2011 NHL Playoffs: San Jose Sharks Overmatched, Not Outworked

MJ KasprzakSenior Writer IIMay 29, 2011

VANCOUVER, CANADA - MAY 24:  Alexander Edler #23 of the Vancouver Canucks and Logan Couture #39 of the San Jose Sharks skate behind the net in Game Five of the Western Conference Finals during the 2011 Stanley Cup Playoffs at Rogers Arena on May 24, 2011 in Vancouver, British Columbia, Canada. The Canucks defeated the Sharks 3-2 in the second overtime to win the Western Conference Finals series 4-1. (Photo by Harry How/Getty Images)
Harry How/Getty Images

Just like in four of the past six seasons, the San Jose Sharks did not underachieve in the 2011 NHL playoffs.

To the analyst who looks beyond the surface, it is obvious they once again simply ran into a superior team.

The Vancouver Canucks were the best team in the league during the regular season when looking at the records. They had the top scoring offence, they allowed the fewest goals of any team and they had the best power play and penalty kill in the league.

Sure, they were not the most mentally tough team in the league. Like the Sharks, they were just 2-4 when the opposition faces elimination—no way to win a title.

But while Vancouver took it easier than they should have in the first couple rounds, their talent carried them over weaker teams as they developed a killer instinct. They completely allowed a vastly inferior Chicago Blackhawks opponent back into their first round series. They allowed the scrappy but overmatched Nashville Predators squad to hang in the series for six games.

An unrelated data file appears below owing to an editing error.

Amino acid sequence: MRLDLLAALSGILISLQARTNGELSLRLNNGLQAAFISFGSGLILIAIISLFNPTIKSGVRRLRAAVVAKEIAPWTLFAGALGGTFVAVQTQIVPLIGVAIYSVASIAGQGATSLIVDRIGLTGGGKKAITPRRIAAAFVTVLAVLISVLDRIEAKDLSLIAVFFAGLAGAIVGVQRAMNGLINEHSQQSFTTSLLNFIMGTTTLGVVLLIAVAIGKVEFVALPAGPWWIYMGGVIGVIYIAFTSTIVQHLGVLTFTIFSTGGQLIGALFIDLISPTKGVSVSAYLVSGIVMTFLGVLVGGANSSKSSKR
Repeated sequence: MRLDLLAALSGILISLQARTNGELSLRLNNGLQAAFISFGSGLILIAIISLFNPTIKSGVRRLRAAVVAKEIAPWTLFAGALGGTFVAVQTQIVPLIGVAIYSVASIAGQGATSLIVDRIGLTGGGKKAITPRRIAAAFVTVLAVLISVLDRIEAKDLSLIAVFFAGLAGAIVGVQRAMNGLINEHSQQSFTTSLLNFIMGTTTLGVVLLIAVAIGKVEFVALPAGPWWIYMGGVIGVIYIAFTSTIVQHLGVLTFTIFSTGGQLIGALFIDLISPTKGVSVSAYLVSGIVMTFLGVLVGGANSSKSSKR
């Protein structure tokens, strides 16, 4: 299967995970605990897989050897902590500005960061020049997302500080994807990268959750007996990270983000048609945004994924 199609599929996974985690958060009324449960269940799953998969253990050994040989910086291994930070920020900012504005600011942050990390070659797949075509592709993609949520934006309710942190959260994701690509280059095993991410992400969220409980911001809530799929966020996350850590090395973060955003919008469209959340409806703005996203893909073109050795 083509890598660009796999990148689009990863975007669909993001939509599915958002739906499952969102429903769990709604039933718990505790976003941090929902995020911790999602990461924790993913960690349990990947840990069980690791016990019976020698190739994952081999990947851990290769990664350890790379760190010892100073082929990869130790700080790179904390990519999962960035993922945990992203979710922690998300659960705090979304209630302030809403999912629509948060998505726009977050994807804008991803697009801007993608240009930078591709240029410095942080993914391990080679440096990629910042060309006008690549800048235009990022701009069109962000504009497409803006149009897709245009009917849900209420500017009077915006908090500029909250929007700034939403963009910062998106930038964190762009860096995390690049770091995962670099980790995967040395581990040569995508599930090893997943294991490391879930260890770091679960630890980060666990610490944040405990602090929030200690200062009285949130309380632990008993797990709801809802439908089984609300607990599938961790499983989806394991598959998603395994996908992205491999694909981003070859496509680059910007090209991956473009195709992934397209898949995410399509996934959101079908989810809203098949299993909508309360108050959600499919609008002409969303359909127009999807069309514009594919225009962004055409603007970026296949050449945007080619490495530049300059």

In contrast, the Sharks made things hard for themselves against teams that could take something out of them.

The Sharks failed to close out the Los Angeles Kings in San Jose during the first round after being up 3-1 in the series. Then they failed three times in a row to close out the Detroit Red Wings, including a game in which they were up 3-1 in the third period.

The extra two games played against Detroit wore down the Sharks for the beginning of their series against Vancouver, and they could not keep up with the rested Canucks until the series returned to San Jose.

Because of that, the fluke goal that might have just put them down in the series ended it.

Hence, San Jose started the conference finals series with Joe Thornton and Ryane Clowe playing through significant injuries, and Jason Demers was unavailable.

It was a pattern they carried over from the regular season.

General Manager Doug Wilson admitted the team’s poor start had given them too little margin for error. This forced players to fight through injuries even during the regular season, rather than take time off to heal.

If the Sharks are going to have different final results in 2012, they need to play just as hard with a chance to end a series as they do in the middle of it.